Pigmented variants of AK (pAK) mostly occur in darker skin phototypes. The discrimination between benignThis glossary term has not yet been described. pAK and pigmented tumors such as Lentigo maligna (LM) may be challenging, due to the dermoscopic overlapping morphological features. The clinical differentiation from LM may be possible through palpation; pAK are most commonly having a rough texture with scaly-appearing surface and sharp border.

The reported dermoscopic characteristics of the pAK include:

  • Evident follicles: Hair follicle openings of different sizes.
  • White circles: White ring-like structures within the hair follicle. The follicle may have a targetoid appearance with central yellowish keratotic plug surrounded by a white halo
  • Grey rhomboidal structures: Grey confluent dots arranged in lines or grey-to-brown linear structures located between follicular structures


The dermoscopic differential diagnosis of pAK is supported by the presence of a prominent pseudonetwork located between keratin-filled ostial openings. The dermoscopyDermoscopy is a non invasive diagnostic method. of LM may on the other side reveal asymmetrical pigmented follicular openings and a darker dotSee [[Glossary:Dots|Dots]] located within ostial openings (some call this the isobar sign); a finding rarely seen in pAK.


The dermoscopy may help guide the best location to biopsy. Biopsying areas which reveal the most suspicious features, such as annular–granular structures, asymmetric follicular openings, dots within the ostial openings, or rhomboidal structures may provide an accuse histologic diagnosis.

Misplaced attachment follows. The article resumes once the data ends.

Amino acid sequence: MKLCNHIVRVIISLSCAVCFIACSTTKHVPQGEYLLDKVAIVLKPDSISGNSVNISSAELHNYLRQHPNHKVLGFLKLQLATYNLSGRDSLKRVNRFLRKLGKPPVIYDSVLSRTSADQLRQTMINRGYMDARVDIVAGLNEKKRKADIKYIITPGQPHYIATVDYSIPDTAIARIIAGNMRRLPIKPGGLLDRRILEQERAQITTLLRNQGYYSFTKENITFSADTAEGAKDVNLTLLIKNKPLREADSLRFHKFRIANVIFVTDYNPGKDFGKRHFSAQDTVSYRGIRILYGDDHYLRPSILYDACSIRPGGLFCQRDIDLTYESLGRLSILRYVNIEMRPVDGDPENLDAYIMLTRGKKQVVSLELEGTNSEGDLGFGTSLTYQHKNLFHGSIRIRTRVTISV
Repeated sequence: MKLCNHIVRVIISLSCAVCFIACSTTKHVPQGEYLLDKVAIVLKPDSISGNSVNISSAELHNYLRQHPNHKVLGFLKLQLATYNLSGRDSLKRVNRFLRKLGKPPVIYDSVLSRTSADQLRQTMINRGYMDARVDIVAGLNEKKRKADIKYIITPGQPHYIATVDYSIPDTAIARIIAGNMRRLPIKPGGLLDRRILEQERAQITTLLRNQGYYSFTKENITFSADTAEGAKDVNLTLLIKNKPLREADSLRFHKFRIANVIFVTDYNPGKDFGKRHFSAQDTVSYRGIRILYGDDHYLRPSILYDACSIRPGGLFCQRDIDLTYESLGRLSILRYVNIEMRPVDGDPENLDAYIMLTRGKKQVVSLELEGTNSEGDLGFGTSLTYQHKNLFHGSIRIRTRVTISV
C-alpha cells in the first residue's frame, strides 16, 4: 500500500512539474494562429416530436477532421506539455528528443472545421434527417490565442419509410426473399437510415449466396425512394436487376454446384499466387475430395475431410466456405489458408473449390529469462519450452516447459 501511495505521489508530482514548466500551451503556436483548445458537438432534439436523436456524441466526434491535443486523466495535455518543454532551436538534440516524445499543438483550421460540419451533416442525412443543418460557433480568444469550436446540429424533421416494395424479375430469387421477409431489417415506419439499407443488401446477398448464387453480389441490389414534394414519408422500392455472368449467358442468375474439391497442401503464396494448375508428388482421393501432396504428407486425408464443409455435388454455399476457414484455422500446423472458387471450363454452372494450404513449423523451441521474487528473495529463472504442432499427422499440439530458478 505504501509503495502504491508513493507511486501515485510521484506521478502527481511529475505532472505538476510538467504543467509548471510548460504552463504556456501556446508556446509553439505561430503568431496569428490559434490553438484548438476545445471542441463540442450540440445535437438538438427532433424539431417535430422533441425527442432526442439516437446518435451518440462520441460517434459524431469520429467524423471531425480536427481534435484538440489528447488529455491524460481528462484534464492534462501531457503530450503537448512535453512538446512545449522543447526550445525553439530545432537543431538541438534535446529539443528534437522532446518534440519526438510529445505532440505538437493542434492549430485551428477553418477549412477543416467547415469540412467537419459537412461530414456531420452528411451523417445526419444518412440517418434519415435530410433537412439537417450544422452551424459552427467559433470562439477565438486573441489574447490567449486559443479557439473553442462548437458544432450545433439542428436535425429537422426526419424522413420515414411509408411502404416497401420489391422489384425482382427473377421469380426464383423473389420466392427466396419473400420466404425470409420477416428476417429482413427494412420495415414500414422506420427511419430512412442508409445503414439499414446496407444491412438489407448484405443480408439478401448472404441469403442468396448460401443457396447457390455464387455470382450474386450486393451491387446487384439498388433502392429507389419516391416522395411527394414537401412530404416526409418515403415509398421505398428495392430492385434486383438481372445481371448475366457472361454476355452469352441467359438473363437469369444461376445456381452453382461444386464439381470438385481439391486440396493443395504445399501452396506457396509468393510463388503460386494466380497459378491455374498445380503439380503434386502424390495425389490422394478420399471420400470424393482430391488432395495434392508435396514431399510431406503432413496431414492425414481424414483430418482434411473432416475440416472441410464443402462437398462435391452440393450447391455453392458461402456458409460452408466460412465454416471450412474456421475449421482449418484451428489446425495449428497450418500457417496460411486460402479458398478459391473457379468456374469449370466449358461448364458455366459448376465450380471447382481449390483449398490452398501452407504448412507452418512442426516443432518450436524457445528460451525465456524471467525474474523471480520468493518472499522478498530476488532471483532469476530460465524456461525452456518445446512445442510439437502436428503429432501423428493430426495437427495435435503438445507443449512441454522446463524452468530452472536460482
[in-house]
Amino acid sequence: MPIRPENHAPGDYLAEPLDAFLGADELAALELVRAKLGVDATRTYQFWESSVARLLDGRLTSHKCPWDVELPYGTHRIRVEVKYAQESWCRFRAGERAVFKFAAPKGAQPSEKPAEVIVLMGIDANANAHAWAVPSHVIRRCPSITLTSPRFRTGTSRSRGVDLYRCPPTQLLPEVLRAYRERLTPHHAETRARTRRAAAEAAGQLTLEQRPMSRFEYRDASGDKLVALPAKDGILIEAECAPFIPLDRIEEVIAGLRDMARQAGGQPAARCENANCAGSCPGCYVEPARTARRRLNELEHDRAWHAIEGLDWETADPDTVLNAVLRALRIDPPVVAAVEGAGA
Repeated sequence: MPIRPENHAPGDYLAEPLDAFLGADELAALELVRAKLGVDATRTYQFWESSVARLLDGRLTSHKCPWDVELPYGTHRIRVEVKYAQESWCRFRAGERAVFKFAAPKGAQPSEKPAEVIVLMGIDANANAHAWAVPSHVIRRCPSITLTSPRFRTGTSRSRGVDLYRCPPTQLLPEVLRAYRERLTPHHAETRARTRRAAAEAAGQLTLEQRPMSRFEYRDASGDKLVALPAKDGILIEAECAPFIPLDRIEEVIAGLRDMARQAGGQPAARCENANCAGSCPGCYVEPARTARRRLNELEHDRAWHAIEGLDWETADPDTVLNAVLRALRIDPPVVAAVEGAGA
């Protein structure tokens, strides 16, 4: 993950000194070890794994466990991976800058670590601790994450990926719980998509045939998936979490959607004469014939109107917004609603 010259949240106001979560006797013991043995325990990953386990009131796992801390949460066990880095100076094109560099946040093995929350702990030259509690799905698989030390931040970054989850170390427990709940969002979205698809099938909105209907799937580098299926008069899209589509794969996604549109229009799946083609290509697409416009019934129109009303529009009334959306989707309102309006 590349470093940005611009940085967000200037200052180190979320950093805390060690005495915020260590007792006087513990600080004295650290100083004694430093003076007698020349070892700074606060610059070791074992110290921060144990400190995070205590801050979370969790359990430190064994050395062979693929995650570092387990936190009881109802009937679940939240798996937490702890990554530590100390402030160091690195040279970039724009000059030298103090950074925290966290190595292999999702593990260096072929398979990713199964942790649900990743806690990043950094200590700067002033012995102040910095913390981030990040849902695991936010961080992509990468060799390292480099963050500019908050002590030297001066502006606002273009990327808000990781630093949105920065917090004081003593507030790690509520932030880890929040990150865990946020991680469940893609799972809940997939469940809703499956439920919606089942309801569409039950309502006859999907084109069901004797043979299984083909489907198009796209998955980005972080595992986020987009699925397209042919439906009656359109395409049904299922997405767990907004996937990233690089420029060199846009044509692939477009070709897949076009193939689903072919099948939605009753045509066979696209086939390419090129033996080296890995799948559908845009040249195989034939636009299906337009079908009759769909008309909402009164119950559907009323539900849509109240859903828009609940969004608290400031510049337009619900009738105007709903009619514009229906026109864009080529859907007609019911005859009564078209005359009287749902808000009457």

References

  1. An Atlas of DermoscopyDermoscopy is a non invasive diagnostic method., Second Edition. Marghoob A. et al. CRC Press; 2012.
  2. Cuellar, F., Vilalta, A., Puig, S., et al., 2009, New dermoscopic pattern in actinic keratosis and related conditions. Arch Dermatol, 145, 732.
  3. Kittler, H., Riedl, E., Rosendahl, C. & Cameron, A., 2008, DermatoscopyThis glossary term has not yet been described. of unpigmented lesions of the skin: a new classificationThis glossary term has not yet been described. of vessel morphologyThis glossary term has not yet been described. based on pattern analysis. Dermatopathol Pract Conc, 14, 4.
  4. Peris, K., Micantonio, T., Piccolo, D. & Concetta, M., 2007a, Dermoscopic features of actinic keratosis. J Dtsch Dermatol Ges, 5, 970–6.
  5. Pock, L., Drlik, L. & Hercogova, J., 2007, Dermatoscopy of pigmented actinic keratosis - A striking similarity to lentigo malignaThis glossary term has not yet been described.. Int J Dermatol, 46, 414–16.
  6. Schiffner, R., Schiffner-Rohe, J., Vogt, T., et al., 2000, Improvement of early recognition of lentigo maligna using dermatoscopyThis glossary term has not yet been described.. J Am Acad Dermatol, 42, 25–32.
  7. Stolz, W., Schiffner, R. & Burgdorf, W.H., 2002, Dermatoscopy for facial pigmented skin lesions. Clin Dermatol, 20, 276–8.
  8. Zalaudek, I., Giacomel, J., Argenziano, G., et al., 2006b, Dermoscopy of facial nonpigmented actinic keratosis. Br J Dermatol, 155, 951–6.
  9. Zalaudek, I., Giacomel, J., Schmid, K., et al., 2012, Dermatoscopy of facial actinic keratosis, intraepidermal carcinoma, and invasive squamous cell carcinomaThis glossary term has not yet been described.: a pro- gression model. J Am Acad Dermatol, 66, 589–97.